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14 of 14 people found the following review helpful
on 18 October 1998
Webster's Third is certainly one of the great dictionaries of the world and the standard reference of American English. But it is showing its age. The major portion consisting of the A-to-Z listing was originally published in 1961. This revision has an addenna of 70 pages listing new words which have come into usage since then. Merriam-Webster has announced that a Fourth Edition should be expected by 2002. Hopefully, they are also looking on publishing a CD-ROM version.
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9 of 9 people found the following review helpful
on 5 April 1999
It bothers me somewhat, as others have noted below, that the main 2662-page text of the Third New International is unchanged from the 1961 original, but the bulk of formal American English has remained surprisingly constant since that time. I had been relying upon an old Seventh New Collegiate by Merriam-Webster until now, and had come to appreciate their particular brand; "the genuine article", as it were. When I uncrated this book, I realized that it had to have a place of easy access where it could stay opened all the time, for it is so large. I ended up needing to clear a whole shelf, and I installed its own overhead fluorescent lamp. It gets a lot of everyday use, and if I don't find the word, I know I should think twice before continuing to use it in my speech and writings. I only wish the Addendum were integrated with the main portion. I, too, will be interested in their Fourth edition.
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3 of 3 people found the following review helpful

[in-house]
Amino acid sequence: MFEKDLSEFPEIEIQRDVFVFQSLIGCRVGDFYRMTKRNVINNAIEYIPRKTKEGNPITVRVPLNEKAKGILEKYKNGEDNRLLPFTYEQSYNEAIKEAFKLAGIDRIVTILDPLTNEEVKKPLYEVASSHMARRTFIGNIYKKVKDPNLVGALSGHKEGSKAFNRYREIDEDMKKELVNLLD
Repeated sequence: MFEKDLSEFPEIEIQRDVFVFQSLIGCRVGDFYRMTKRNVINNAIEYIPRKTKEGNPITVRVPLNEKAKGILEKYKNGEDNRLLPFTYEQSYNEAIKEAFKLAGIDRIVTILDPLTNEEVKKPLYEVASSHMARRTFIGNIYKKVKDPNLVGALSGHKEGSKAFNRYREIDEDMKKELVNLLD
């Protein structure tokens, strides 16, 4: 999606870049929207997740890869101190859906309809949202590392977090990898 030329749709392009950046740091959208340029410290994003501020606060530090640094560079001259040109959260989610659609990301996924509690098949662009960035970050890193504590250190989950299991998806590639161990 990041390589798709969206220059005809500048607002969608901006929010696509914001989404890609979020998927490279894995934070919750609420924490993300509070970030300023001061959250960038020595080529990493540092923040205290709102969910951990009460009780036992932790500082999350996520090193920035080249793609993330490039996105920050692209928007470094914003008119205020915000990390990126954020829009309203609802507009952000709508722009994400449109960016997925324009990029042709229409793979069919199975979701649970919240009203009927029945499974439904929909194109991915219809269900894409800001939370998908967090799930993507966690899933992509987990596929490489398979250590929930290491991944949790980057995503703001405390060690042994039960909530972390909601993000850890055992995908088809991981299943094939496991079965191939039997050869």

on 8 July 1998
Several so-called unabridged dictionaries are available to me and my legal-writing colleagues. That residing in my personal office is the W3. Frequently, colleagues cannot locate a word or word usage in other unabridgeds, but find it in my W3. It never occurs the other way around. If you need more, you've got to go to the OED. At's price, the W3 is a steal.
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on 20 July 2012
It has been a very usefull tool for me because I am trying to improve my english level and as I had a "Seventh New Collegiated" that by the way it helped me and my brother a lot I decided to buy this what is more actual and bigger.
I know that many peoples could find it worst than un english dictionary from Cambridge or Oxford but there are hundred millions of persons who live out of the UK borders and speak, read and write in this beautifull and rich language.
In the future I have intention to buy the "Shorter Oxford..."

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4 of 6 people found the following review helpful
on 29 March 1998
There are only two definitive English language dictionaries: Webster's Third (W3) and the Oxford English Dictionary (OED).